The hallmark of a good therapist is being able to tell them your thoughts and feelings without being judged. It's one of the reasons therapy has the power to help people heal and grow.

Sometimes your partner might expect the same level of support from you. After all, a partner is someone you can trust and lean on during difficult times. But no matter a relationship's dynamic, your partner is not your therapist. So where should you draw the line between a partner confiding in you and treating you as a substitute for therapy?

"If you are constantly feeling drained when you are helping or don't feel heard or supported, that is a red flag," said Hillary Schoninger, L.C.S.W., an individual and family psychotherapist in Chicago. "Healthy relationships based on reciprocity allow the needs and wants of everyone to be considered."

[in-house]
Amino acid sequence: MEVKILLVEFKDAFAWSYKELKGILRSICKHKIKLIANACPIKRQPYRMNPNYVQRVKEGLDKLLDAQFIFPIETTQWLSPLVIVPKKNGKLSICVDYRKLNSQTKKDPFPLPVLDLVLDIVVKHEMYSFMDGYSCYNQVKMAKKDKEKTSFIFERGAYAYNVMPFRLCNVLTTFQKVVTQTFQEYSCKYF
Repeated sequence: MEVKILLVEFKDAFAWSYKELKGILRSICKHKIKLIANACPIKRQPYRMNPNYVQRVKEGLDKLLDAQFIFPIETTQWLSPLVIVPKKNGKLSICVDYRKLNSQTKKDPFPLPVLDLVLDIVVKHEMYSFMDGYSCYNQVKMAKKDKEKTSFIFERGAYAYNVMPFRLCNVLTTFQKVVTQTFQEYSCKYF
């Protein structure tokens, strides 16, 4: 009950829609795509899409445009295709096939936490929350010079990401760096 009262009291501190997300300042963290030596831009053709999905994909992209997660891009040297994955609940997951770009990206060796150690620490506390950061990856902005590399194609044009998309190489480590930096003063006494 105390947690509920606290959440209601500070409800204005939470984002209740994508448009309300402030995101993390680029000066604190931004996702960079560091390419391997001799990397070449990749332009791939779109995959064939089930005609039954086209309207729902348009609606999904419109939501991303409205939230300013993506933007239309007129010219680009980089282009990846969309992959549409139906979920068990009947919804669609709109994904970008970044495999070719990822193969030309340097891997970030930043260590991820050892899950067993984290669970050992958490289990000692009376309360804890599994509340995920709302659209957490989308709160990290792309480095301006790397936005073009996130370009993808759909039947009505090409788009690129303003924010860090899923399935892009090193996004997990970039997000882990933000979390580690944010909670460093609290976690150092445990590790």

How does a partner's support differ from a therapist's?

Daryl Appleton, Ed.D., M.Ed., a psychotherapist and work-life balance expert in New York City, said being a supportive partner involves "consistency in showing up, taking time to learn your